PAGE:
Credits have been widely used at the link layer of ATM to control congestion and flow control. Credit-based flow control is also used by the Fibre Channel standard, as specified on the Fibre Channel committee's web site at the URL: http://www.fibrechannel.org. These credits mechanisms are mainly used at all intermediate nodes between a sender and receiver to reduce the effect of congestion.
In U.S. Pat. No. 5,432,824, “Credit/Rate-Based System for Controlling Traffic in a Digital Communication Network”, Zheng et al. describes a combined credit and rate-based system to control traffic in a digital communication network. Credits are used to sense congestion along all the links, each link can modify the system. The credits in combination with congestion bit flags are used to control the sending rate.
In U.S. Pat. No. 4,475,192, “Data Packet Flow Control Scheme for Switching Networks”, Fernow et al. describes another credit based system that uses credits to sense conditions along all link paths.
Additionally, in U.S. Pat. No. 5,528,591, “End-To-End Credit-Based Flow Control System in a Digital Communication Network”, a credit technique is used to reduce buffer requirements at intermediate ATM node buffers.
Unlike these systems, the present invention uses a credit mechanism for end-to-end flow control. Additionally, NAKs are used to indicate the necessary retransmission of lost or corrupted packets, while credits provide implicit acknowledgements. More information about ATM's use of credits can be found in, “Credit-Based Flow Control for ATM Networks”, by Kung et al., appearing in IEEE Network Magazine, March/April 1995, pp. 40-48.
Instead of using the windowing mechanism and per-packet acknowledgements, which are standard for traditional TCP, the present invention uses buffer-to-buffer credits to implement flow control and negative acknowledgements to implement reliable delivery. Buffer credits sent explicitly to the sender from the receiver also function as implicit acknowledgements of bytes received successfully using credits received earlier.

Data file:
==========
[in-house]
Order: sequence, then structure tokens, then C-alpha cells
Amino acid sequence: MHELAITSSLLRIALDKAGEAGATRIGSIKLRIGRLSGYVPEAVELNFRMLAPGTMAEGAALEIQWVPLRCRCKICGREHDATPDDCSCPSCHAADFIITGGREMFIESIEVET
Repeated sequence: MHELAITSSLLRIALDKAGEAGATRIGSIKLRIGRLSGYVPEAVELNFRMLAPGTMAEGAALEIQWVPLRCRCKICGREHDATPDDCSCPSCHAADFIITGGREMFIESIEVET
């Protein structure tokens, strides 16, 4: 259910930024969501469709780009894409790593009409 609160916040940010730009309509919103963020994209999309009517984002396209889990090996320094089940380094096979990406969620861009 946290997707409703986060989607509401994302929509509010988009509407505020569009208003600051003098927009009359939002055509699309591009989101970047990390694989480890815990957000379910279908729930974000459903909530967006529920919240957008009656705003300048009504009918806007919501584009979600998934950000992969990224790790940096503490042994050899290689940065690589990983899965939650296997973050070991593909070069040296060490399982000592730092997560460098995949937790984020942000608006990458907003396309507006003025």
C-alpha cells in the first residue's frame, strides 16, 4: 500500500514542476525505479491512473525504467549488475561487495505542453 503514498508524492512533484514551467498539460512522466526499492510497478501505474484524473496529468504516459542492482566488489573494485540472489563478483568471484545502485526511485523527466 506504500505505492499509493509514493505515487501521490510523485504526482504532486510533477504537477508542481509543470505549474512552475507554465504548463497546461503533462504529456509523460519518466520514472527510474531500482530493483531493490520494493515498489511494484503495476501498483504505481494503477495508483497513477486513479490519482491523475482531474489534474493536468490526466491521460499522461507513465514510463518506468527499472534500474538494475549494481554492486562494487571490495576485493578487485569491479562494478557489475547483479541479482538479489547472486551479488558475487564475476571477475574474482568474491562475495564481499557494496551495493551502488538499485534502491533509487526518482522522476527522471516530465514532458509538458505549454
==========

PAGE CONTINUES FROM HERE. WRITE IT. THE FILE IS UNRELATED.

The basic idea behind using buffer-to-buffer credits for implementing flow control is simple: as part of the connection setup, the initiator and responder exchange credits. Alternatively, credits may be exchanged after connection setup as a step distinct from the connection setup process but prior to the flow of any data bytes. A credit received by the initiator (or the responder) indicates the number of bytes that the initiator (or the responder) can send to the responder (or the initiator) before any acknowledgement—either explicit or implicit—arrives from the receiver. In essence, the credits are indicative of the buffer space available at the receiver. As bytes are transmitted, the credits on hand at the sending side are appropriately debited. If the credits available on hand drops to zero, the sender stops transmitting momentarily. Transmission resumes, as the credits are replenished explicitly with the arrival of a further round of credits from the receiver. These credits also serve as an implicit acknowledgement of the correct receipt of the bytes transmitted using the prior credit values.